Seen in the decoration at Stuyvesant Polyclinic, Manhattan, New York City
Historians accept that Hippocrates was born around the year 460 BC on the Greek island of Kos (Cos), and became a famous physician and teacher of medicine. Other biographical information, however, is likely to be untrue. Soranus of Ephesus, a 2nd-century Greek gynecologist, was Hippocrates' first biographer and is the source of most information on Hippocrates' person. Information about Hippocrates can also be found in the writings of Aristotle, which date from the 4th century BC, in the Suda of the 10th century AD, and in the works of John Tzetzes, which date from the 12th century AD.
Soranus wrote that Hippocrates' father was Heraclides, a physician; his mother was Praxitela, daughter of Tizane. The two sons of Hippocrates, Thessalus and Draco, and his son-in-law, Polybus, were his students. According to Galen, a later physician, Polybus was Hippocrates' true successor, while Thessalus and Draco each had a son named Hippocrates.
Soranus said that Hippocrates learned medicine from his father and grandfather, and studied other subjects with Democritus and Gorgias. Hippocrates was probably trained at the asklepieion of Kos, and took lessons from the Thracian physician Herodicus of Selymbria. The only contemporaneous mention of Hippocrates is in Plato's dialogue Protagoras, where Plato describes Hippocrates as "Hippocrates of Kos, the Asclepiad". Hippocrates taught and practiced medicine throughout his life, traveling at least as far as Thessaly, Thrace, and the Sea of Marmara. He probably died in Larissa at the age of 83 or 90, though some accounts say he lived to be well over 100; several different accounts of his death exist.
Medicine and Religion:
Hippocrates is credited with being the first physician to reject superstitions, legends and beliefs that credited supernatural or divine forces with causing illness. Hippocrates was credited by the disciples of Pythagoras of allying philosophy and medicine. He separated the discipline of medicine from religion, believing and arguing that disease was not a punishment inflicted by the gods but rather the product of environmental factors, diet, and living habits. Indeed there is not a single mention of a mystical illness in the entirety of the Hippocratic Corpus.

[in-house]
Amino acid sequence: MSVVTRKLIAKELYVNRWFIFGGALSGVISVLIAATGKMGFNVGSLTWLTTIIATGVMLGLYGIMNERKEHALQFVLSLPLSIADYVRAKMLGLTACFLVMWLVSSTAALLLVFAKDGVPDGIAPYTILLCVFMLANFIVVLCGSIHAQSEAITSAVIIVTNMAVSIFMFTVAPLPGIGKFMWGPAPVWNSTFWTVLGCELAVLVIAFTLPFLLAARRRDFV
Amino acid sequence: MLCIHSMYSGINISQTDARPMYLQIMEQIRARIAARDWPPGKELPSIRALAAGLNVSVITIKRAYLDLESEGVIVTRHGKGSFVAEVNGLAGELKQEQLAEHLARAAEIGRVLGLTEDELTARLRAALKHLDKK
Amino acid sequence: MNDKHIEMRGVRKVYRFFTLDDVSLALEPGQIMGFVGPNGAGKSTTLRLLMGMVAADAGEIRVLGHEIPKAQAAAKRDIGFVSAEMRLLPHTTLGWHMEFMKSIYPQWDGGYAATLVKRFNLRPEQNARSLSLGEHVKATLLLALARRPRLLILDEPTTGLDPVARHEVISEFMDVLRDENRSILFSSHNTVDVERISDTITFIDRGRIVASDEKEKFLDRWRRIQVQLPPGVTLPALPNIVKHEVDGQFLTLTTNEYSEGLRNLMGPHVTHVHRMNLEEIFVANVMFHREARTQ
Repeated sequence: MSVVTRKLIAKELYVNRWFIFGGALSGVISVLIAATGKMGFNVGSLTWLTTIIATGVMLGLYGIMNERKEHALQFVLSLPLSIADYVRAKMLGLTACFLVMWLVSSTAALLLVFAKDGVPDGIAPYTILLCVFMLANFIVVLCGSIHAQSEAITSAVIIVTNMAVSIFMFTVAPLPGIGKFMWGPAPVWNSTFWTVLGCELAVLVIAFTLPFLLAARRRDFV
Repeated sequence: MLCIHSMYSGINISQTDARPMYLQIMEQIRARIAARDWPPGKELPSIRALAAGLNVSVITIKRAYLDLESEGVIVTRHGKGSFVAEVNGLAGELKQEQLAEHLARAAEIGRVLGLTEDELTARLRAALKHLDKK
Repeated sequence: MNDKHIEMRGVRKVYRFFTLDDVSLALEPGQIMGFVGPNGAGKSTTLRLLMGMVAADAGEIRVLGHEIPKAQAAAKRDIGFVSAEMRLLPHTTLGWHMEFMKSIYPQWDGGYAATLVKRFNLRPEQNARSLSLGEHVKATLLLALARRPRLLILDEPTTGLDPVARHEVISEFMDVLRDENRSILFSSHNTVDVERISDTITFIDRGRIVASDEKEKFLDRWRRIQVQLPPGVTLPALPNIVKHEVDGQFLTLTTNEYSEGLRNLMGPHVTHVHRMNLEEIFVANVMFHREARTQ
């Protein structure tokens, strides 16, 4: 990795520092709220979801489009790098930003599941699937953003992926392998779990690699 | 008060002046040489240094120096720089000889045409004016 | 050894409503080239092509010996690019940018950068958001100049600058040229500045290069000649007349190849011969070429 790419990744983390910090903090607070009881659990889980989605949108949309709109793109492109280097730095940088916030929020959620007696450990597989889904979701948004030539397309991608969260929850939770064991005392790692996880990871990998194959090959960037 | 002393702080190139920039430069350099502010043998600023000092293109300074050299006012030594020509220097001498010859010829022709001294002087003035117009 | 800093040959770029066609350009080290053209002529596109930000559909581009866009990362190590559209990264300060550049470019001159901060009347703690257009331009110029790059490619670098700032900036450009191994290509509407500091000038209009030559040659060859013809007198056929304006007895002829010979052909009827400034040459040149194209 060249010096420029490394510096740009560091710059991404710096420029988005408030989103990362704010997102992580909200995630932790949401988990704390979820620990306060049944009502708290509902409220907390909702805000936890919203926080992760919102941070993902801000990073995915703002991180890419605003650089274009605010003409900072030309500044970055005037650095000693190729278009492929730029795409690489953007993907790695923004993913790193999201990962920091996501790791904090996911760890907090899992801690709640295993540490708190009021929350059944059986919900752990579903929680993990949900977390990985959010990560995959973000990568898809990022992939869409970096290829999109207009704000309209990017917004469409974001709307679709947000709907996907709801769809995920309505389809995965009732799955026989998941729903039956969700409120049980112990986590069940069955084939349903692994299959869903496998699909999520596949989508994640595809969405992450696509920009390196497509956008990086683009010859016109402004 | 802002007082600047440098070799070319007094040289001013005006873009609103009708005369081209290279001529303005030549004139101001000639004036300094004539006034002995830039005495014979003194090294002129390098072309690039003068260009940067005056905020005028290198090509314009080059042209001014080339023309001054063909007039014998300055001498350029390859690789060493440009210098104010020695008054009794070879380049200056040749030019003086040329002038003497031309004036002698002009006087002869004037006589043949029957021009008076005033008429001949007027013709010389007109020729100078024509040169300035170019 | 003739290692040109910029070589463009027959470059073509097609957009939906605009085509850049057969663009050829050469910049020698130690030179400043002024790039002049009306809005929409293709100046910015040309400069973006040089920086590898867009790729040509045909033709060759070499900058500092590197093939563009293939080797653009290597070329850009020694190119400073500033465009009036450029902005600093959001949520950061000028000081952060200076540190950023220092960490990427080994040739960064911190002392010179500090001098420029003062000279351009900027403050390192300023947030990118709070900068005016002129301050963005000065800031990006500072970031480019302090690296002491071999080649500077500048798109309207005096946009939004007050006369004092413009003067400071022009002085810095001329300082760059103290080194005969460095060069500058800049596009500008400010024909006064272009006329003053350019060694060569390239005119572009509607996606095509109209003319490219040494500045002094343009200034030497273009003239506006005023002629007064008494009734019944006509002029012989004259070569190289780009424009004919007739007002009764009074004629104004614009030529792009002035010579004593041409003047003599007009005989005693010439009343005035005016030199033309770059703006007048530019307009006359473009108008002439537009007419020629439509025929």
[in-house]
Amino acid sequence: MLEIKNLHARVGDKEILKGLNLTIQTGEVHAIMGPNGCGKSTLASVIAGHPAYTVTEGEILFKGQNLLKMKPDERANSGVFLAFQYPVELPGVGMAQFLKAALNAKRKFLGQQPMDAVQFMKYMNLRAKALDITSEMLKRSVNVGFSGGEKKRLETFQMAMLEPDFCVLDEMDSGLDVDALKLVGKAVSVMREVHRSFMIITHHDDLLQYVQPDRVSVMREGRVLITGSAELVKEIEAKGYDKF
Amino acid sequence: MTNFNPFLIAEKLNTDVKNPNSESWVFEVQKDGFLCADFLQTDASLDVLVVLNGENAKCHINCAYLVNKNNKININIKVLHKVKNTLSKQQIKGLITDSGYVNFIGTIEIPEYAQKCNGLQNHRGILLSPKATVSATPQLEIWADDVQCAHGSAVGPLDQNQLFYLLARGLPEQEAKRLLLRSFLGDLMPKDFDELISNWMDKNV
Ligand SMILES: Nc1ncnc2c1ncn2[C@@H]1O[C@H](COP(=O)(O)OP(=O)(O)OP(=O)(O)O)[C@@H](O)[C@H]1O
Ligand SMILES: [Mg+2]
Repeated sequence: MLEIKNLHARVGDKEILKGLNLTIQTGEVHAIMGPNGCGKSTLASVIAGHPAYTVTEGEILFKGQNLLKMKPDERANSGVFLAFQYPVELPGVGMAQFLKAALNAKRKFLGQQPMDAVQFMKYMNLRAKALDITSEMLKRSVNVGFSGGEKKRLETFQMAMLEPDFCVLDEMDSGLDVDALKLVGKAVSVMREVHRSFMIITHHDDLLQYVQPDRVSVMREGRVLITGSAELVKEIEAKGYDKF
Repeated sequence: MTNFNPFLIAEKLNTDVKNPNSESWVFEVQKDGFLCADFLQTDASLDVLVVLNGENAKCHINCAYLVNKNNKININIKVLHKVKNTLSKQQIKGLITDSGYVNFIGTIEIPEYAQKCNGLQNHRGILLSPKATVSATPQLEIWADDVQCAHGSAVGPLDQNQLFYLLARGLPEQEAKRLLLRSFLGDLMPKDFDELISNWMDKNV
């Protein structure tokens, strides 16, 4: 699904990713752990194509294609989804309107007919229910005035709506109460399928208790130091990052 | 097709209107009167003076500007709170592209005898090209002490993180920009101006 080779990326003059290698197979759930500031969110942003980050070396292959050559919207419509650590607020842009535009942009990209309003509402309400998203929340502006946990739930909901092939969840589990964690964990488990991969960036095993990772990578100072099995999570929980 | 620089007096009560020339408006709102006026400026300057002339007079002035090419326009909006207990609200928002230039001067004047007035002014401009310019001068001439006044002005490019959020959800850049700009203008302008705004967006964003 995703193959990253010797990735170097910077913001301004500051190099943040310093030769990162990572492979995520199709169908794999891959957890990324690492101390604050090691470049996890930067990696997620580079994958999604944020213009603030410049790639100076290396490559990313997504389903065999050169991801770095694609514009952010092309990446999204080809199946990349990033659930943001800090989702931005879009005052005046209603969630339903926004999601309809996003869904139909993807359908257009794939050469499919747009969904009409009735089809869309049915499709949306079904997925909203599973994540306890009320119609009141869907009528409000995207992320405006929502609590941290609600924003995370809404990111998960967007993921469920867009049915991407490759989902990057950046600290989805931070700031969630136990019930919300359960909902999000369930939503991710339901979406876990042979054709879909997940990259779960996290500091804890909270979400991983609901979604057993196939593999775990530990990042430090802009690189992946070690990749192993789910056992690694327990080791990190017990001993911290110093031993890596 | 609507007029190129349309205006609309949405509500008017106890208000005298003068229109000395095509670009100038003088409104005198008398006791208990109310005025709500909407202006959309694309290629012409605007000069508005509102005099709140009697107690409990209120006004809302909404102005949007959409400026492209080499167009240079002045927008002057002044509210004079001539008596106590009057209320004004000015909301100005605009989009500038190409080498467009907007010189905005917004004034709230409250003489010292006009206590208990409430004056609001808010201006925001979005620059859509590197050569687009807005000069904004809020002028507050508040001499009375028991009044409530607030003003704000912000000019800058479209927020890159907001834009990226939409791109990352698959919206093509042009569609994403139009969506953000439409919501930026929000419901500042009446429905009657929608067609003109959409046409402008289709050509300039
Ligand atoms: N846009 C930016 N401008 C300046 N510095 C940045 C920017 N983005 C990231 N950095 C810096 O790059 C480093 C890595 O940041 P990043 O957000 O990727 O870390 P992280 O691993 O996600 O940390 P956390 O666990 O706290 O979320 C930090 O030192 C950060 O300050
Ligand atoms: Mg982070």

The Hippocratic Oath:
I swear by Apollo, the healer, Asclepius, Hygieia, and Panacea, and I take to witness all the gods, all the goddesses, to keep according to my ability and my judgment, the following Oath and agreement:
To consider dear to me, as my parents, him who taught me this art; to live in common with him and, if necessary, to share my goods with him; To look upon his children as my own brothers, to teach them this art.
I will prescribe regimens for the good of my patients according to my ability and my judgment and never do harm to anyone. (Key Phrase in the Oath).
I will not give a lethal drug to anyone if I am asked, nor will I advise such a plan; and similarly I will not give a woman a pessary to cause an abortion.
But I will preserve the purity of my life and my arts.
I will not cut for stone, even for patients in whom the disease is manifest; I will leave this operation to be performed by practitioners, specialists in this art.
In every house where I come I will enter only for the good of my patients, keeping myself far from all intentional ill-doing and all seduction and especially from the pleasures of love with women or with men, be they free or slaves.
All that may come to my knowledge in the exercise of my profession or in daily commerce with men, which ought not to be spread abroad, I will keep secret and will never reveal.
If I keep this oath faithfully, may I enjoy my life and practice my art, respected by all men and in all times; but if I swerve from it or violate it, may the reverse be my lot.